Ragging Complaints Portal: Is it actually helping?
by Paramie Jayakody
Quite a while back, the UGC has added a new aspect to their website: an online portal for logging complaints against ragging. This is quite a step forward by the UGC and very different to the usual staunch denial our country has about these (and many other) issues. However, in the long run, will it make a difference?
The portal was given all the publicity range of a teaspoon
You would think that something as groundbreaking as this would receive a lot of media attention and public interest, right? But apparently not so. Aside from a few people who are spreading the news through their personal social media profiles, there seems to be no evidence of any publicity the portal has received. In fact, the reference we found to the portal was on a reply thread to a tweet discussing ragging. However, the portal has been online since January 2017! It’s just that no one knew about it. Not what you’d expect from literally the first place to openly accept ragging complaints.
The UGC itself admits that over 2000 students drop out of government universities per year to escape these harmful situations. And while their effort to curb that is commendable, we do wonder why this hasn’t been publicized more.
The only measure to anonymity you can get is not having to upload a picture of yourself
Ragging has not been acknowledged or dealt with in Sri Lanka for decades. The whispers suggest that these perpetrators have strong backing by various people. Many fear bringing this topic up even in casual conversation. One of the heaviest taboos in the country. And there’s a portal that accepts complaints. What’s the first thing you check for? Anonymity.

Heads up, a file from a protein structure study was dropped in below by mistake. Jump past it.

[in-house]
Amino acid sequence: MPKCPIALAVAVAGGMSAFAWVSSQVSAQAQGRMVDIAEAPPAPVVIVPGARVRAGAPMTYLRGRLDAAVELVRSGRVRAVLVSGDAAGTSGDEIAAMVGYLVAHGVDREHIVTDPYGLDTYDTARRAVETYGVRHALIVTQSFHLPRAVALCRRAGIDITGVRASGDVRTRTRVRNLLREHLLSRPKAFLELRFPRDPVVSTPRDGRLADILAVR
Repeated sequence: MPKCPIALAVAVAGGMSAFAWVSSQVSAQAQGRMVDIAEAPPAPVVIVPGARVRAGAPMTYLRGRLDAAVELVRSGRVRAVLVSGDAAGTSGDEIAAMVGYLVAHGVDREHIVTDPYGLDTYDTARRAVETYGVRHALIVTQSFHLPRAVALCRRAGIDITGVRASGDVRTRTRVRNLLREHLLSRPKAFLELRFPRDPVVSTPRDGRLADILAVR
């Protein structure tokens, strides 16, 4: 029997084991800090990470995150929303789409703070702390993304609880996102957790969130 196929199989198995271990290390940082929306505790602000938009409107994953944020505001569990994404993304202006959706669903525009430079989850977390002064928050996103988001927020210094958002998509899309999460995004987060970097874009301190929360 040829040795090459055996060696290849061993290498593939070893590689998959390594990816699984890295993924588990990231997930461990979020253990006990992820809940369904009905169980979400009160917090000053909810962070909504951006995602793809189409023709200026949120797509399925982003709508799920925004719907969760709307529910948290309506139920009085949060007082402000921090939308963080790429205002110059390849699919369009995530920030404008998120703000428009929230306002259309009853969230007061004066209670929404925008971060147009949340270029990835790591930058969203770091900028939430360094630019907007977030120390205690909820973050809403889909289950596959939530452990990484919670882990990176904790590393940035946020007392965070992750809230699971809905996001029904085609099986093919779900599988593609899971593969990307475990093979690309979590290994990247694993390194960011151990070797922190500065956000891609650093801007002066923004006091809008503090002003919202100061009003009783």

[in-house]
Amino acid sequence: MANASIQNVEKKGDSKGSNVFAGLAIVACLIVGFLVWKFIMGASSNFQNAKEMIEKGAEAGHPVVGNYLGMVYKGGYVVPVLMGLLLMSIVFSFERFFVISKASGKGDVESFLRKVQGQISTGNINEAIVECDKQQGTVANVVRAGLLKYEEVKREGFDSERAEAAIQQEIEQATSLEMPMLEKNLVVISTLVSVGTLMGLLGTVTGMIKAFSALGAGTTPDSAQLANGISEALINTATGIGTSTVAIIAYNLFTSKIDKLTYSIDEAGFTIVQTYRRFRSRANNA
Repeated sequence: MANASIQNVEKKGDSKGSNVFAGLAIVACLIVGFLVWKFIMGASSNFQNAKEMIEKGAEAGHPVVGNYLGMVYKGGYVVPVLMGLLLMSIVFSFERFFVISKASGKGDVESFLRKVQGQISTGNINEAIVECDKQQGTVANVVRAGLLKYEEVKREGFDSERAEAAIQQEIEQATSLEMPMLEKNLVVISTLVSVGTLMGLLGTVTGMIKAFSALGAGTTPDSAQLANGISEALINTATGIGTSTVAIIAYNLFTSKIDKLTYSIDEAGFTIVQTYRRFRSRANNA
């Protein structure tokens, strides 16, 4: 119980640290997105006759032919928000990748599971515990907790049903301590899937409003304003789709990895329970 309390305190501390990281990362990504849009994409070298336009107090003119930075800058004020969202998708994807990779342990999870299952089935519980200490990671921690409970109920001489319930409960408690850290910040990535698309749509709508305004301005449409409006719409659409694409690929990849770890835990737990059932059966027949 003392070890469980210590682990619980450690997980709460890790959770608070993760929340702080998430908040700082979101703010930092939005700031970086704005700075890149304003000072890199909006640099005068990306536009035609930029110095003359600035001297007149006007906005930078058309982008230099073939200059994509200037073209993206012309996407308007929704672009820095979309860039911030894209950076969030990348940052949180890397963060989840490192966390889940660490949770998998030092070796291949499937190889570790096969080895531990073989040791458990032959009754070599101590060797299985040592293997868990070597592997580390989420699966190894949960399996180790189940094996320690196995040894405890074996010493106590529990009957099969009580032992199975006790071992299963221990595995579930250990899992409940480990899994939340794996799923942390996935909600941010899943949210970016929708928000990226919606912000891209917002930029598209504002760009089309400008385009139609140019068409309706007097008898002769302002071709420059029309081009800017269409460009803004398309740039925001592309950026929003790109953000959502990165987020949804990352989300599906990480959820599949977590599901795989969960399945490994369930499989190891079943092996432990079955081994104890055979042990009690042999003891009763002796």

Unfortunately, this doesn’t deliver.
The UGC makes the very obvious mistake of making the complainer’s name, phone number and NIC number mandatory. While we understand the concern of making sure each complaint is verified, this is not how you make a victim feel safe reporting the atrocities that are being committed against them.
Is security even a thing?
To our relief, the security seemed to be okay, from what we could see. The certificate is valid and the site assures us that any information being sent through the site will be private. However, we can unfortunately give no reassurance on the UGC databases or access from that end.
Perhaps that is why, from the 800+ complains that have reportedly been sent, most involve dummy values for the mandatory fields. It hampers the already self crippled limb of the UGC, but for most victims, it is not a risk they will not take.
Recently Darsha Udayanga from the University of Ruhuna came forward, and he revealed that after he had complained to the UGC office, he had to endure worse and worse ragging situations. In these kind of circumstances, how do we expect victims to come and merrily enter their personal details on a site?
How are these complaints being handled?
Professor Uma Coomaraswamy, the director of this project on behalf of the UGC, stated that all these complaints are first routed to a central database, sorted by university, and then sent to the respective vice chancellors, and followed up via phone call. She mentioned that they expect a report every 3 to 6 months on what actions have been taken against these complaints.
The UGC is aware, she says, that since ragging is a violation of constitutional human rights, that they can intervene without having to go through university administration. However, they choose not to do so as they are working with each university’s vice chancellor. Professor Uma admits that this will probably not stop the ‘sadistic hardcore raggers’, but act as a deterrant for ‘the mediocre raggers’ instead.If on occasion the complaint mentions that the university administrators did not take action after being duly notified, their solution is…..to follow up with university administration.
In addition, she also stated that in the event that a student refuses to go back to the same university as they were when they were subjected to ragging, then they would coordinate with the admissions department and see whether a transfer to another university was possible.
“It’s a tragedy”, professor Uma says, speaking about how many students drop out of university, squandering the chance that they have been given at a free education and dashing their families hopes.
It’s a shame that they don’t see the real tragedy as it is.